to each his own, I will put the speed strip on mine....sure, I can take mine apart fairly fast also, but, unlike some people I can look at an improvement of the model and actually act on it.....If it don't work out, fine, throw it away....big write-up in Handguns on it now, and the boys at Majestic Arms didn't know about it until someone at the Las Vegas Show showed them the article.....

Handy
May 1, 2003, 01:37 PM
So this device costs $50, requires tools, makes the backstrap inaccessible for cleaning and may break factory parts during installation.

:( You're right, I guess I can't recognize an "improvement".




So if you don't like it, you're going to throw a $50 part out?

bountyhunter
May 1, 2003, 03:02 PM
HANDY: last night I took my Ruger trigger out to do the over-travel adjust of the factory trigger (I'm sure you know where they hid the screw). On mine, you can't lift the trigger out without freeing the "trigger bar" which requires removing the hammer. If you are really lucky, you can keep the pin in far enough to get the hammer out without the safety and all the other parts coming off... I wasn't lucky. A loud "sproing" and I am looking down at a bench covered with parts and tiny pins.

Thank God I had the re-assembly drawings that were posted at the On Target web site or I would have been dead. Next time, try timing yourself to get the hammer/sear/trigger assemblies and all the other junk back in. Hint: you can time yourself with a sundial.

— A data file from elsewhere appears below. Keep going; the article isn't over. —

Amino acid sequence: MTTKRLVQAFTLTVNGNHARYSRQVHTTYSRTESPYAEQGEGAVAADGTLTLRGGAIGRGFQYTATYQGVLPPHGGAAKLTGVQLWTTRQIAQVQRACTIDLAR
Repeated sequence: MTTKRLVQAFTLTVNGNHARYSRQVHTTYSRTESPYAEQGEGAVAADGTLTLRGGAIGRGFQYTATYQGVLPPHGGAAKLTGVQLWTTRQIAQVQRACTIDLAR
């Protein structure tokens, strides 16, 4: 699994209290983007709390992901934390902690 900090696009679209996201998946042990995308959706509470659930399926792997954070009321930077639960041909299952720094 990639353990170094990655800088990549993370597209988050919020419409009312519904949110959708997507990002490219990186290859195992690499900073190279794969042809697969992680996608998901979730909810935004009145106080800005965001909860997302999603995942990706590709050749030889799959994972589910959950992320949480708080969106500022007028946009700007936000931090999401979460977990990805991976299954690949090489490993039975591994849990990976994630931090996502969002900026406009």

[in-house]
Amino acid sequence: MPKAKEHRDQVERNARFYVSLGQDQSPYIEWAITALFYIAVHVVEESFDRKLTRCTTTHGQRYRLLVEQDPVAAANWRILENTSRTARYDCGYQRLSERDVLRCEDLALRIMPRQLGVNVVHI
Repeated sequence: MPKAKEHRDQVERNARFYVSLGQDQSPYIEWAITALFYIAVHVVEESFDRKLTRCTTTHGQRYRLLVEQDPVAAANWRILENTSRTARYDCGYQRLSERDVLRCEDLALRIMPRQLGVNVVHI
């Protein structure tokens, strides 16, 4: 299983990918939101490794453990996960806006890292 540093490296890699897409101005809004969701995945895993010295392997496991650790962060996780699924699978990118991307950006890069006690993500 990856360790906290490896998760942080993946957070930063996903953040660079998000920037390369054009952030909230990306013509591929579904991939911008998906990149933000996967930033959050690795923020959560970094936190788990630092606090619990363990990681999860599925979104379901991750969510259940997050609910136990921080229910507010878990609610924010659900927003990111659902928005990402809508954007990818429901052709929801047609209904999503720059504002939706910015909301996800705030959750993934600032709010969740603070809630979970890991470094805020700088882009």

gwalchmai
May 1, 2003, 03:53 PM
Do you guys get really frustrated when you can't get a gun to go back together? The first time I took my MKII apart I thought I was gonna have to take an anger management course. In fact, it wasn't a whole lot better the last time I took it apart. Luckily, this time I knew what was wrong, so I took a time out and came back a couple of hours later, and it went back together on the first try.

I think this is the real reason why some folks recommend not cleaning MKIIs but about every 2000 rounds... :banghead:

Handy
May 1, 2003, 05:36 PM
Bountyhunter,

Foolishly, I don't take the trigger apart for regular cleaning.



Which is a funny way of asking, what are you talking about? I thought the thread was about field stripping Rugers. Some think it's hard, some think it's just a bit of a trick that requires a little practice.

I guess I have no idea what you think.

Graystar
May 1, 2003, 05:48 PM
I don't take the trigger apart for regular cleaning.Why would anyone, with our OnTarget Trigger Shields keeping that area nice and clean :)